Ever since it was announced that Megan Rapinoe, captain of the FIFA World Cup-winning U.S. soccer team and women’s rights activist, would be the face of Loewe’s fall ‘20 campaign, we’ve been counting down the minutes until the arrival of the brand’s womenswear collection. In the meantime, Loewe has dropped hints about the collection, releasing still-life photographs of accessories, close-up shots of the clothes, and clips of Rapinoe and her iconic magenta crop. Those invited to the show were mailed pressed vinyl records of the soccer star’s voice (in addition to a record player, in case they didn’t travel with one in their carry-on).
Like many others this month, partially in response to the looming threat of the new coronavirus, Anderson chose to broadcast the show live via YouTube. The video featured a split screen, one side showing Gwendoline Christie, Karlie Kloss, Tommy Dorfman, and more arriving at the show, while the other gave viewers a firsthand look at renowned Japanese ceramicist Takuro Kuwata discussing how he adapted his process of crafting ceramics to collaborate with Anderson on a series of accessories for this collection. “Loewe combines elements of fashion, art, and craft,” Kuwata says. “I’m inspired by what the house is doing.” Like Anderson, both Kuwata and Rapinoe are at the top of their respective fields. As masters of their craft, they’re pushing against the boundaries of what they do, to turn their mediums — sport, ceramics, fashion — into something like art as well.
The first look was the epitome of that idea: A vibrant green dress with a narrowed waist and petticoat-like silhouette. The dress let Anderson’s tailoring expertise shine, with everything from the draping to the subtle cap sleeves to the perfectly cropped hem. The same dress would go on to show up two more times, once in royal blue and again in margarine yellow.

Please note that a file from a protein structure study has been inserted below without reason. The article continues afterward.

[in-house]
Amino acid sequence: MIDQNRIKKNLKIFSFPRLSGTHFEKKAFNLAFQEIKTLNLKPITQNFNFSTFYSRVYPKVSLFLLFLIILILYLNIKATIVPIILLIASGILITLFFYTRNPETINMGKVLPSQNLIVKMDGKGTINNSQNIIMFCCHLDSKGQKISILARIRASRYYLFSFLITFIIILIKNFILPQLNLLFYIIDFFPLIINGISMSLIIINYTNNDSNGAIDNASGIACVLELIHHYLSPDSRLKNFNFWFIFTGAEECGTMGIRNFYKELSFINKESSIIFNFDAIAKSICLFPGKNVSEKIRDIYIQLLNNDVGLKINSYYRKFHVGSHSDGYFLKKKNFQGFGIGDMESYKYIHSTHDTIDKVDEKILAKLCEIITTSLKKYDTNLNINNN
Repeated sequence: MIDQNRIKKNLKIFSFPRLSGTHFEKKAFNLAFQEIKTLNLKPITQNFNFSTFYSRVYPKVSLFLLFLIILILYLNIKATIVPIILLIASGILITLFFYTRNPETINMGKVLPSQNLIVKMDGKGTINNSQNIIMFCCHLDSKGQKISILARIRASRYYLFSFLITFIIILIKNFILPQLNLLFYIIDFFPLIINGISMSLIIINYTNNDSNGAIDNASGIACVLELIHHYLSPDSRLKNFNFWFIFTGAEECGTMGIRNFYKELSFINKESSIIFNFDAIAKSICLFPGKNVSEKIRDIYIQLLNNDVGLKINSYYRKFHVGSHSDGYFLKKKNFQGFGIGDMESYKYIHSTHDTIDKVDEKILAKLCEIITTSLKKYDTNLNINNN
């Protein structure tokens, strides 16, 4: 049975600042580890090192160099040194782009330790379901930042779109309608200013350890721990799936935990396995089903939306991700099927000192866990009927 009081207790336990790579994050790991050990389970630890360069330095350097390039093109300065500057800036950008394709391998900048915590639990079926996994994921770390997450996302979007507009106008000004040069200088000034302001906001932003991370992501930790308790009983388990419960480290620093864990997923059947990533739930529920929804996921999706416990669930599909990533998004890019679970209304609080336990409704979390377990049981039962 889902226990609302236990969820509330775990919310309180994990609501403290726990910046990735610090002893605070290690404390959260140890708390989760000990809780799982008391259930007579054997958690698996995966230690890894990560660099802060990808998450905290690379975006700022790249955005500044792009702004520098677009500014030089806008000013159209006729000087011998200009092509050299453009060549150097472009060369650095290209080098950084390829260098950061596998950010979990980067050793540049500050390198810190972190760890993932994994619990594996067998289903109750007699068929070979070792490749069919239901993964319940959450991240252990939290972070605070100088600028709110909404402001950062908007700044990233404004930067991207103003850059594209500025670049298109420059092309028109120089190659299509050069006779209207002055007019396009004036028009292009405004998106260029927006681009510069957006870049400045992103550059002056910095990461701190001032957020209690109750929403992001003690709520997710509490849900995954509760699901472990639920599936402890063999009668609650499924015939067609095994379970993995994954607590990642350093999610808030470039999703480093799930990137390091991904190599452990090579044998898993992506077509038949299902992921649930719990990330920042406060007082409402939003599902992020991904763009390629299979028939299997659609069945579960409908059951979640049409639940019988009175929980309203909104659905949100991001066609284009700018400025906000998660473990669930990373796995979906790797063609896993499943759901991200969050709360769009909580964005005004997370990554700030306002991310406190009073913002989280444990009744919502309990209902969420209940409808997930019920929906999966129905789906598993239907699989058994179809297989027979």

“I collect Takuro [Kuwata’s] work and he’s influenced an entire generation of ceramicists,” Anderson said about the artist. Kuwata’s work appeared in the forms of ceramic baubles that were attached to the brand’s new lunch-bag-like drawstring Flamenco clutches, as well as breastplates woven into the center of dresses.
Balloon jumpsuits, draped frocks, gargantuan coats, and Loewe’s signature corset-waist fits also appeared in this morning’s show, as did double-balloon gowns à la Balenciaga in the ‘50s, stiff sleeves and collars, and a hefty dose of feathers.
When more designers have found success in going wide instead of deep — of playing in multiple sandboxes and trying their hand at projects outside their core business, Anderson seems to be making the point that there’s value in doing one thing, and doing it really well.